Research Insights – Market Commentary April 2021

April was another strong month for growth assets despite the increasing and alarming rise of COVID-19 cases in India with calls for a nationwide lockdown as cases surpass 20 million. In the US almost 150 million people have received at least one vaccine dose with the expectation that 70% of adults will be vaccinated by 4th of July.

Australian inflation came in rather subdued, increasing a below-consensus 0.6% in the quarter and 1.1% over the year.  Transport costs made the largest contribution to the quarter’s increase, particularly automotive fuel which increased in price by 8.7%. The lower-than-expected inflation print, coupled with the US Federal Reserve’s dovish tone at its April board meeting, saw bond yields fall.  All eyes will be on future inflation prints to see whether we see a structural shift higher in inflation or if accommodative monetary policy will be here ad infinitum as per Japan.

The US Federal Reserve Chairman, Jerome Powell, recently commented on investment markets stating that “Some of the asset prices are high. You are seeing things in the capital markets that are a bit frothy. That’s a fact. I won’t say it has nothing to do with monetary policy, but it also has a tremendous amount to do with vaccination and reopening of the economy”; effectively an acknowledgement of the impact that sustained very low interest rates are having on asset prices.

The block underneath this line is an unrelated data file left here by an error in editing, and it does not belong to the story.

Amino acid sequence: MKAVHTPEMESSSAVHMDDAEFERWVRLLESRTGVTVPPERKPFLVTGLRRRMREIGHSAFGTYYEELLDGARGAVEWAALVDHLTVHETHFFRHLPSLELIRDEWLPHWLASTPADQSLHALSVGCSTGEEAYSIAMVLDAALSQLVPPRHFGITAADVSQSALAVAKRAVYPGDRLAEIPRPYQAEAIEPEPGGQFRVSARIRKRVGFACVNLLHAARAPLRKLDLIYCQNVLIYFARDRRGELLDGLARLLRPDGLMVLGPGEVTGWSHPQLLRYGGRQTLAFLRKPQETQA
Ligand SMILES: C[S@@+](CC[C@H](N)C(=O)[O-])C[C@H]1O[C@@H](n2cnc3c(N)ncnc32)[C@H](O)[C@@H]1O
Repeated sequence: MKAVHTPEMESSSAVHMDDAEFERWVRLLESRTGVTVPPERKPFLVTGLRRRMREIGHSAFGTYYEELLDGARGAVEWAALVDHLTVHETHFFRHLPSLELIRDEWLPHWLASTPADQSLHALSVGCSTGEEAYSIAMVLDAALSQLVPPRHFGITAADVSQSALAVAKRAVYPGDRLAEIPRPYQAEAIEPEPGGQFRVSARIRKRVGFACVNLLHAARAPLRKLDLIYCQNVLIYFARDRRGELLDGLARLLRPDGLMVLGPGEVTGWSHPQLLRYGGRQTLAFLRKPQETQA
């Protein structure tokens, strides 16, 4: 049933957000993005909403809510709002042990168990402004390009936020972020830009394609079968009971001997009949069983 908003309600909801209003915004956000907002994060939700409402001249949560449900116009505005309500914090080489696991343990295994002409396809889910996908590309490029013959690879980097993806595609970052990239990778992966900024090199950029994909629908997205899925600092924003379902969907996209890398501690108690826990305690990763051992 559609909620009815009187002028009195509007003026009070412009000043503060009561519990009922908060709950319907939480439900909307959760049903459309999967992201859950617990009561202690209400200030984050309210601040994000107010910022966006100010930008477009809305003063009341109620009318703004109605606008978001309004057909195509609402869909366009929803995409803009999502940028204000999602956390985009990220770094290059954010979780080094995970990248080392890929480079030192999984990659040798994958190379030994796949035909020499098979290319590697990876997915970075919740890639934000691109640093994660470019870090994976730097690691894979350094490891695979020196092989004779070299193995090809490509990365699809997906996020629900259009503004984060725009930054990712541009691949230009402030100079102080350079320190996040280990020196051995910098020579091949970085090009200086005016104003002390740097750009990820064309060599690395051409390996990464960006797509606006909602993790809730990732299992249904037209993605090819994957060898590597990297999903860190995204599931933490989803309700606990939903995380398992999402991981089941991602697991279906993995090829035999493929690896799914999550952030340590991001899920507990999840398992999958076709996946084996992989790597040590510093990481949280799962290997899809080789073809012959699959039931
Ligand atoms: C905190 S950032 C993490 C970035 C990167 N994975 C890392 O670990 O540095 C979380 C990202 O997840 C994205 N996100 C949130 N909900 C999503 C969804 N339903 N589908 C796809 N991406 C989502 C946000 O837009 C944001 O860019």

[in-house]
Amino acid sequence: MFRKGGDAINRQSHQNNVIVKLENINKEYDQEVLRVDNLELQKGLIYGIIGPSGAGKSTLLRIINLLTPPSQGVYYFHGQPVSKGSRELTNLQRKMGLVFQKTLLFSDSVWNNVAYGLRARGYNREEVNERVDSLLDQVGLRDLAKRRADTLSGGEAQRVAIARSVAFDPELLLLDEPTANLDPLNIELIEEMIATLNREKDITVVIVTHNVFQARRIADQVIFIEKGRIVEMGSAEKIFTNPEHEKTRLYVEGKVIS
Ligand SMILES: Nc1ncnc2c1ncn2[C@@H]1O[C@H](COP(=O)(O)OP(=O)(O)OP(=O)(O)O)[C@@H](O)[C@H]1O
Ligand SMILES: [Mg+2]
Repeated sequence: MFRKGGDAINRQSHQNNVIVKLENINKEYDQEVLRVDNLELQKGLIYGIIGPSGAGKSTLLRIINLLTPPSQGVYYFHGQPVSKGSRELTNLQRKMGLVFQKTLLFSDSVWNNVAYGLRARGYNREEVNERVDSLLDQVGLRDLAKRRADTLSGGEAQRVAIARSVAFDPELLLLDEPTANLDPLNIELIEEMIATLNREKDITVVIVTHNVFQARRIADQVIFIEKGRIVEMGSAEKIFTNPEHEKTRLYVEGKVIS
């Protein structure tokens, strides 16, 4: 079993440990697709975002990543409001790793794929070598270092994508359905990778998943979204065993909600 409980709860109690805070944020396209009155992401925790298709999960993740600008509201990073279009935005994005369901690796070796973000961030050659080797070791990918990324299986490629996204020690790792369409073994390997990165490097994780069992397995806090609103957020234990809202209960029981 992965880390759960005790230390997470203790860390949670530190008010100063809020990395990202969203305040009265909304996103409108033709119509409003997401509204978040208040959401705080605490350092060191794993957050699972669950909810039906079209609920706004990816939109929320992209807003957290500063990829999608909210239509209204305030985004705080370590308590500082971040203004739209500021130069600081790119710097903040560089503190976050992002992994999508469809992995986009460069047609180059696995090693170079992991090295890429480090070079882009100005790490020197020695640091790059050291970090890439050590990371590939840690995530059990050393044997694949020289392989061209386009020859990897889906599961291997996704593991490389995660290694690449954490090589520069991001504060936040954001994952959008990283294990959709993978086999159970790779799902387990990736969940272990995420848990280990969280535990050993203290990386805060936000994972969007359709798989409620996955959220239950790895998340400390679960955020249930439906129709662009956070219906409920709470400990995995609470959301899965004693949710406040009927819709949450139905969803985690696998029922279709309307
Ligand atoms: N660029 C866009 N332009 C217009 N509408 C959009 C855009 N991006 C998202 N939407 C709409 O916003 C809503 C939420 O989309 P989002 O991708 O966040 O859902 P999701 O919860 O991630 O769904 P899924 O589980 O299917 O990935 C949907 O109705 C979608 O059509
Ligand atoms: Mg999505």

The Australian equity market was positive in April with the ASX100 up 3.5%.  The Materials and Information Technology sectors outperformed, reversing their underperformance from March. The Materials sector was lifted with a surging iron ore price, up to ~US$185 per tonne which in turn has seen the Australian dollar strengthen by 1.3%. Small caps and listed property also performed well, delivering 5.0% and 3.0% respectively.

International equities rose by 4.0% on a currency-hedged basis while a slightly higher AUD (moving from US$0.7617 to US$0.7716) reduced returns slightly for unhedged investors to 3.7% for the month. US equities were again the standout with most large cap technology names reporting strong earnings and helping push markets to new all-time highs.  Bucking this trend was Netflix, which fell after reporting a slow-down in subscriber growth – the company reported 36 million new subscribers during 2020 but now only forecasts 1 million new subscribers in the next quarter.

The yield on the Australian 10-year government bond yield fell 4bps to 1.75% and the 2-year government bond yield fell by 1bp to 0.08%. In the US the 10-year government bond fell by 11bps to close at 1.63% and the 2-year government bond yield was flat at 0.16%. Reflecting the fall in yields, fixed interest indices gained during the month.

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